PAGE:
There's naught in this life sweet,
If man were wise to see't,

But only melancholy.

Oh sweetest melancholy!

Welcome, folded arms, and fixed eyes,
A sigh that piercing mortifies,
A look that's fastened to the ground,
A tongue chained up without a sound!Fountain-heads and pathless groves,
Places which pale passion Joves!
Moonlight walks, when all the fowls
Are warmly housed save bats and owls!

A midnight bell, a parting groan,

These are the sounds we feed upon.
Then stretch our bones in a still gloomy valley,
Nothing's so dainty sweet as lovely melancholy.


Thorough yon same bending plain,

That flings his arms down to the main,

And thro' these thick woods have I run

Whose bottom never kissed the sun,

Since the lusty Spring began.

All to please my master Pan,

Have I trotted without rest

To get him fruit; for at a feast

He entertains this coming night

His paramour, the Syrinx bright.

But behold, a fairer sight1

By that heavenly form of thine,

Brightest fair, thou art divine;

Sprung from great immortal race

Of the gods; for in thy face

Shines more awful majesty,

Than dull weak mortality

Dare with misty eyes behold

And live! Therefore on this mold

Lowly do I bend my knee
In worship of thy deity.

Deign it, goddess, from my hand

To receive whate'er this land

From her fertile womb doth send

Of her choice fruits; and but lend

Belief to that the satyr tells:

Fairer by the famous wells

To this present day ne'er grew,

Never better nor more true.

Here be grapes, whose lusty blood

Is the learned poet's good;

Sweeter yet did never crown

The head of Bacchus; nuts more brown

Than the squirrel whose teeth crack 'era!

Deign, oh! fairest fair, to take 'em!

For these black-eyed Dryope

Hath oftentimes commanded me

With my clasped knee to climb:

See, how well the lusty time

Hath decked their rising checks in red,

Such as on your lips is spread.

Here be berries for a queen,

Some be red, some be green;

These are of that luscious meat

The great god Pan himself doth eat.

All these, and what the woods can yield,

The hanging mountain, or the field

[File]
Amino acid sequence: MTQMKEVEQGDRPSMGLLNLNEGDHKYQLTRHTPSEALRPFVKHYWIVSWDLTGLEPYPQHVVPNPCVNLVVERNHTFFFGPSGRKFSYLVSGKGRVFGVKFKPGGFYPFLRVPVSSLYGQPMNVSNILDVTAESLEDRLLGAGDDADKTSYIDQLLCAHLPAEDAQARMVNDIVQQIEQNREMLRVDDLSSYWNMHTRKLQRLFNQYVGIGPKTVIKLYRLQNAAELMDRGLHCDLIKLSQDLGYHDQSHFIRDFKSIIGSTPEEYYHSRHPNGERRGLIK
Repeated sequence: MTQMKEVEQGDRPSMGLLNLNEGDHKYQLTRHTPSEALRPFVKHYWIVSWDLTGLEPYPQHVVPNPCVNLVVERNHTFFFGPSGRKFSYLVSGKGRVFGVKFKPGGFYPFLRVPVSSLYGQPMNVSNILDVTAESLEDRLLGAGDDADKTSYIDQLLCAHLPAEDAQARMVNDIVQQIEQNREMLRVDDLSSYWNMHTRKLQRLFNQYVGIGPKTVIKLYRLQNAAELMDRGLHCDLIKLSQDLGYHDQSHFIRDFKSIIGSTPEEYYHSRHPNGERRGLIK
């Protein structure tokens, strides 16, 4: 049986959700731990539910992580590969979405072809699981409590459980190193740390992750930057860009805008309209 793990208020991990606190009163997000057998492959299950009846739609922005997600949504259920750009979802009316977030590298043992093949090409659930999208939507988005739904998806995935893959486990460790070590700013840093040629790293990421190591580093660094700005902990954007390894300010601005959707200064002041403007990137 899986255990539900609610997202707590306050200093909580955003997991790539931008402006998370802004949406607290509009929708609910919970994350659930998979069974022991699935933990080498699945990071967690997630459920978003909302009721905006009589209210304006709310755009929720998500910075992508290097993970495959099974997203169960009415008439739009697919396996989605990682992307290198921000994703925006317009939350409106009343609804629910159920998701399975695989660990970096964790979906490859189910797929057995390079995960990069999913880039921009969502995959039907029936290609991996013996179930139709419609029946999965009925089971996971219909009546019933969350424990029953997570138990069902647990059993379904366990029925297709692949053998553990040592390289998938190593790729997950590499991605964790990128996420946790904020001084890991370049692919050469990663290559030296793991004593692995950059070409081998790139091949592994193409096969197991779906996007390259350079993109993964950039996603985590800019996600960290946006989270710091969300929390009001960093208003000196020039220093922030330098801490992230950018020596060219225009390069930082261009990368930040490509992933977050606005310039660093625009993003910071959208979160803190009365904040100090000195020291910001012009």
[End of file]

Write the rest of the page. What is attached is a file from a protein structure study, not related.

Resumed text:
'. I freely offer, and ere long

Will bring you more, more sweet and strong;

'Till when humbly leave I take,

Lest the great Pan do awake,

That sleeping lies in a deep glade,

Under a broad beech's shade.

I must go, I must run,

Swifter than the fiery sun.

The charming pastoral from whence this beautiful speech is taken, was irrevocably condemned in the theater on the first and only night of representation; which catastrophe, added to a similar one that befell Congreve's best comedy, "The Way of the World," both authors being at the time in the very flood-tide of popularity, has been an unspeakable comfort to unsuccessful dramatists ever since. I recall it chiefly to mention the hearty spirit with which two of the most eminent of Fletcher's friendly rivals came to the rescue with laudatory verses. The circumstance does so much honor to all parties, and some of the lines are so good, that I can not help quoting them; George Chapman says that the poem— Renews the golden world, and holds through all The holy laws of homely Pastoral;Where flowers and founts and nymphs and semi-gods And all the graces find their old abodes;Where forests flourish but in endless verse, And meadows, nothing fit for purchasers:This iron age

(Think of that in the days of James the First!)

This iron age that eats itself will never
Bite at your golden world, that others ever
Loved as itself.

Ben Jonson, first characterizing the audience after a fashion by no means complimentary, says that the play failed because it wanted the laxity of moral and of language which they expected and desired. He continues :—

I that am glad thy innocence was thy guilt,
And wish that all the muses' blood were spilt
In such a martyrdom, to vex their eyes,
Do crown thy murdered poem, which shall rise